When you eat foods high in RS, your small intestine can’t absorb it. That means the RS travels to your large intestine, where it’s fermented by your intestinal bacteria so it can be broken down. That longer transit time helps keep you feeling fuller, longer.
There are four types of RS:
Type 1, which physically resists digestion because of its strong outer coating. Your digestive enzymes can’t break it down. This includes legumes, some grains, and some seeds.
Type 2, which contain resistant granules that aren’t easily digested. This kind is found in raw white potatoes, unmodified potato starch (uncooked), green under-ripe bananas, uncooked plantains, and uncooked banana flour.
Type 3, which is “retrograded.” That’s because it includes foods that have been cooked and cooled, changing the structure of the starch itself. It’s in white rice (the highest amount is in parboiled and basmati), white potatoes, legumes, and pasta made from potatoes or rice. Even if the starches are reheated again after being cooled, the resistant starch remains intact and, in some cases, might even multiply.
Type 4, which is man-made RS and is found in processed foods or in “high-maize” supplements. Because it’s a processed food, I’m not a fan.
Here’s a fun fact: you know when it comes to calories, carbs have 4 calories per gram? Well, resistant starch – because we can’t completely digest it – has only about 2 calories per gram.
Don’t Overdo It
As you might guess, because it’s hard for our bodies to digest RS, eating too much can lead to unpleasant consequences. That’s why it’s a good idea to begin adding it to your diet slowly to see how you react.
Also, we all react differently to some kinds of resistant starch. For instance, eating type 1 RS (like legumes) can have different effect on your body than type 3 (liked cooked and cooled potatoes). And those effects might be completely different for you than they are for someone else.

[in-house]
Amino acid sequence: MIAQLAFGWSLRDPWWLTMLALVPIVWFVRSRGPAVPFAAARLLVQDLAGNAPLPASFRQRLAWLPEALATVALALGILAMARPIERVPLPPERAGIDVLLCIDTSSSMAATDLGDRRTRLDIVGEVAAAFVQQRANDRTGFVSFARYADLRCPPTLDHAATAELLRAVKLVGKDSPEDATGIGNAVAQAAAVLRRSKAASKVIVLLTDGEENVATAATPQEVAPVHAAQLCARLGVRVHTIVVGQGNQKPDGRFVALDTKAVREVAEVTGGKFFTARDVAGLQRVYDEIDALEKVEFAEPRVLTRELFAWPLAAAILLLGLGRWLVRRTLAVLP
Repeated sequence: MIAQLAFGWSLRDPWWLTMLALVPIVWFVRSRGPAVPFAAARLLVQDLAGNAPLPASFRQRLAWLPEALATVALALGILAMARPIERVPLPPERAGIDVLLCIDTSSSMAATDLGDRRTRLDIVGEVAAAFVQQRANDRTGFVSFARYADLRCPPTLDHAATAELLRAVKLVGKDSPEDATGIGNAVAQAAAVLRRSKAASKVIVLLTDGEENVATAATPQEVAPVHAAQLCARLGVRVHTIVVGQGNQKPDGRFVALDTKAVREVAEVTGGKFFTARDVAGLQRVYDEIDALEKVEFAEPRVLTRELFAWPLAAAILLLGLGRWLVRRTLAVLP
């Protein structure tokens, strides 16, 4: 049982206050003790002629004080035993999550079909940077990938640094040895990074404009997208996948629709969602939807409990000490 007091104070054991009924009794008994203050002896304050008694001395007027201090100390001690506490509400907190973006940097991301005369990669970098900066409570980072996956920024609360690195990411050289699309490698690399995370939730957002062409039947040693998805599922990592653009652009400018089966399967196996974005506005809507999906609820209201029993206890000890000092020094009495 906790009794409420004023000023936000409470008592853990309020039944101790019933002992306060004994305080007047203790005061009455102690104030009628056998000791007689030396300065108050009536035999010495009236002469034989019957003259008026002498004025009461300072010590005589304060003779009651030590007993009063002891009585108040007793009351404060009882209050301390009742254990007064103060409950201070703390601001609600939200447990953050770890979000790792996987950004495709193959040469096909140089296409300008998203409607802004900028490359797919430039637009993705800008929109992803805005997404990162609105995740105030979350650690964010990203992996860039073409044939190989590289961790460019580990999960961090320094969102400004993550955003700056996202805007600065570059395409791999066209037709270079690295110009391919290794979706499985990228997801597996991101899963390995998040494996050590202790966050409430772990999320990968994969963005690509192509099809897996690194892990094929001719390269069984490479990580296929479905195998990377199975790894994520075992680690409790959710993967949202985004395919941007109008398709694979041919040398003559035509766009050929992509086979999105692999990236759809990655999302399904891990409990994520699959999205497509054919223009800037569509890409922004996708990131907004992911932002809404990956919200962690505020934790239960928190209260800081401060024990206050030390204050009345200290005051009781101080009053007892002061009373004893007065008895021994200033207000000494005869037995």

Want more info about RS? I’ve got some helpful links below.
6 Recipes Containing Resistant Starch
I try to get some resistant starch in my diet every day. My usual go-tos are with legumes or uncooked oats (see the muesli recipe below for one tip). But there are plenty of other ways to incorporate it into your diet.
1. Whole30 Potato Salad
Who doesn’t love potato salad? And thanks to the cooked-then-cooled potatoes it contains, it’s filled with RS.
But if you’re going to have traditional potato salad that means using mayonnaise, which often is filled with questionable fats.
Good news: this recipe contains a healthy homemade mayo that’s made entirely of whole ingredients: egg, olive oil, salt, and your choice of apple cider vinegar, lemon, or lime.
I’d personally go with organic natural apple cider vinegar like Braggs because it is filled with healthy probiotics.
This healthier version of the French classic contains plenty of RS-filled legumes. And if you opt for white potatoes instead of sweet potatoes, your leftovers will contain even more resistant starch. (Since this is my own recipe, I can attest that it’s super tasty either way.)
Bircher muesli is basically a Swiss version of raw “overnight” oats, but it was designed to be eaten as a light evening meal.
The original recipe included apples, nuts, raw oats, and cream and honey, but this version uses cherries. You obviously can use any fruit you want. I happen to like using frozen fruits in mine to save money.
Because the whole rolled oats aren’t coked, it preserves the resistant starches.
(Note: here’s the tip I hinted at above. Unrelated to this recipe, I’ve been known to toss 1/8 cup of rolled oats into my salads or other veggies, and douse them balsamic vinegar. Sounds gross, but they add a nice nuttiness and you don’t even notice they’re in there).
This smoothie from Dr. Oz includes green, unripe bananas. Now, this recipe would personally not keep me feeling full for very long as it is pretty high in carbs, so I would add some plant-based protein powder to it.